Seeing the Building for the Trees

By Sarah Williams Goldhagen, New York Times
January 7, 2012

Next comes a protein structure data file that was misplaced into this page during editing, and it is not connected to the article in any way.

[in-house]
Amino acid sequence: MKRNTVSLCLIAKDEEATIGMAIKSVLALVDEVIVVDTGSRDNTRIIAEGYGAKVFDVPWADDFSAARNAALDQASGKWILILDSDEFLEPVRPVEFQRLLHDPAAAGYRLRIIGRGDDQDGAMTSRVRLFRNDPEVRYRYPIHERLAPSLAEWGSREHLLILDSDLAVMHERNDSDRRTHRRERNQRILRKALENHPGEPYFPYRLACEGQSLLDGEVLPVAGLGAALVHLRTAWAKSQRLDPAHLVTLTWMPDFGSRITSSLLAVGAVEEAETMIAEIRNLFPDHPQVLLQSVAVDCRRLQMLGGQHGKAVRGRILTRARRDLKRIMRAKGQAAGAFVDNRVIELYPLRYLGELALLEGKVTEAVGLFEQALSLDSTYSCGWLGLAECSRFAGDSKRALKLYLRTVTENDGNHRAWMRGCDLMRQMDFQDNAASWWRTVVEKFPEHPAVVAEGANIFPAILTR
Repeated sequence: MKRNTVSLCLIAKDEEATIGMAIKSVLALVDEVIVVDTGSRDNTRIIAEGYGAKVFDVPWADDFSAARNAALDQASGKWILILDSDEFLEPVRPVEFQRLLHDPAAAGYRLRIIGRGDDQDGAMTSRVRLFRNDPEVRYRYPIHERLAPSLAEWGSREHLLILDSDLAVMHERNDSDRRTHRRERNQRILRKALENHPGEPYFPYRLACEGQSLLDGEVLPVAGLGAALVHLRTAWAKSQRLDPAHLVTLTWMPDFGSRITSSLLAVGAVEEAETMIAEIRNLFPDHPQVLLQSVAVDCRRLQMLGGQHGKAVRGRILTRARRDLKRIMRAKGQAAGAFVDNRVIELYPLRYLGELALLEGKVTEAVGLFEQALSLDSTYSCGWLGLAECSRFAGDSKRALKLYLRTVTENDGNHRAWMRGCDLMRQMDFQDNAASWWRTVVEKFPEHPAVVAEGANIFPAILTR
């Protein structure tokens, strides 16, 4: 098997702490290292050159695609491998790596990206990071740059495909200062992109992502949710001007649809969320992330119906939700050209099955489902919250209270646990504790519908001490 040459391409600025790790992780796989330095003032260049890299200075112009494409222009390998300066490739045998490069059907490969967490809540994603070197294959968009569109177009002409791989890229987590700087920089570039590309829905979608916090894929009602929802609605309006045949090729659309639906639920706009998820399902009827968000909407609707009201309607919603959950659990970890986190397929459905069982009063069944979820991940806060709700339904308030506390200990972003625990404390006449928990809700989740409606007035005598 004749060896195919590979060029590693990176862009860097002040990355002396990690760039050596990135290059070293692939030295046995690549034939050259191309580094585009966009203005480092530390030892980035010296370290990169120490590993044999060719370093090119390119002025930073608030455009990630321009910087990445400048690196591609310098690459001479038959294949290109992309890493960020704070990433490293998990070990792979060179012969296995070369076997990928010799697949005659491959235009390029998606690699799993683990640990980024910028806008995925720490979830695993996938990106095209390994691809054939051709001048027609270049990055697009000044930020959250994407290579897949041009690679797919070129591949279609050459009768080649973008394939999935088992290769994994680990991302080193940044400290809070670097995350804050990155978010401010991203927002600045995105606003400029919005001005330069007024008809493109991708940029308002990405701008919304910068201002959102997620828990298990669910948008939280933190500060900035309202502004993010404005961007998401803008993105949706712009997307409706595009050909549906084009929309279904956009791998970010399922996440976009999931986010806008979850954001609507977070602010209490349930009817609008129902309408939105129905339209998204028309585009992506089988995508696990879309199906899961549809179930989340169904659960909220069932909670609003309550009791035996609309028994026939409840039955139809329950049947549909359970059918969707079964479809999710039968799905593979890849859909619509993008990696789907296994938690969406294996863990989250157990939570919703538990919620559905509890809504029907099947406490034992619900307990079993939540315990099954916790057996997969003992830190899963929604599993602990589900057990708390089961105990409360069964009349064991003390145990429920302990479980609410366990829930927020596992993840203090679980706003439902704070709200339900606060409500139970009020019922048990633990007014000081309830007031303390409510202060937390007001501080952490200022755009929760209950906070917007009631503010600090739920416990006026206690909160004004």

A revolution in cognitive neuroscience is changing the kinds of experiments that scientists conduct, the kinds of questions economists ask and, increasingly, the ways that architects, landscape architects and urban designers shape our built environment. This revolution reveals that thought is less transparent to the thinker than it appears and that the mind is less rational than we believe and more associative than we know. Many of the associations we make emerge from the fact that we live inside bodies, in a concrete world, and we tend to think in metaphors grounded in that embodiment. More … 

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